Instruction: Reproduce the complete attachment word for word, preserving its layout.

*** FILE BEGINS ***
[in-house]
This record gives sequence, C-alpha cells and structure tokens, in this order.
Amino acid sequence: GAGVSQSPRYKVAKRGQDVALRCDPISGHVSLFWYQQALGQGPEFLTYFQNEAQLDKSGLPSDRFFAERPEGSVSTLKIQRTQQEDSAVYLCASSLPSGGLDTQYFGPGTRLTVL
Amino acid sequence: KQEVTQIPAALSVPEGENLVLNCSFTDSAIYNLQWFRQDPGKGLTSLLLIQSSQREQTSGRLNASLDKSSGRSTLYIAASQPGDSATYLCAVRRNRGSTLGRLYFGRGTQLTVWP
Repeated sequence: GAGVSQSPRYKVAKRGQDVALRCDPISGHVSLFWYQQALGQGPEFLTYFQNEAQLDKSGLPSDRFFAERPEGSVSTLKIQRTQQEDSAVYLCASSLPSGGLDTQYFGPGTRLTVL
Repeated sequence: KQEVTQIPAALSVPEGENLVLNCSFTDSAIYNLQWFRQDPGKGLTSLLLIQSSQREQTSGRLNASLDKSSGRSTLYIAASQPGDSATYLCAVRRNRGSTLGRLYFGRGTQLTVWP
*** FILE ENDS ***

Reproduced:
[in-house]
This record gives sequence, C-alpha cells and structure tokens, in this order.
Amino acid sequence: GAGVSQSPRYKVAKRGQDVALRCDPISGHVSLFWYQQALGQGPEFLTYFQNEAQLDKSGLPSDRFFAERPEGSVSTLKIQRTQQEDSAVYLCASSLPSGGLDTQYFGPGTRLTVL
Amino acid sequence: KQEVTQIPAALSVPEGENLVLNCSFTDSAIYNLQWFRQDPGKGLTSLLLIQSSQREQTSGRLNASLDKSSGRSTLYIAASQPGDSATYLCAVRRNRGSTLGRLYFGRGTQLTVWP
Repeated sequence: GAGVSQSPRYKVAKRGQDVALRCDPISGHVSLFWYQQALGQGPEFLTYFQNEAQLDKSGLPSDRFFAERPEGSVSTLKIQRTQQEDSAVYLCASSLPSGGLDTQYFGPGTRLTVL
Repeated sequence: KQEVTQIPAALSVPEGENLVLNCSFTDSAIYNLQWFRQDPGKGLTSLLLIQSSQREQTSGRLNASLDKSSGRSTLYIAASQPGDSATYLCAVRRNRGSTLGRLYFGRGTQLTVWP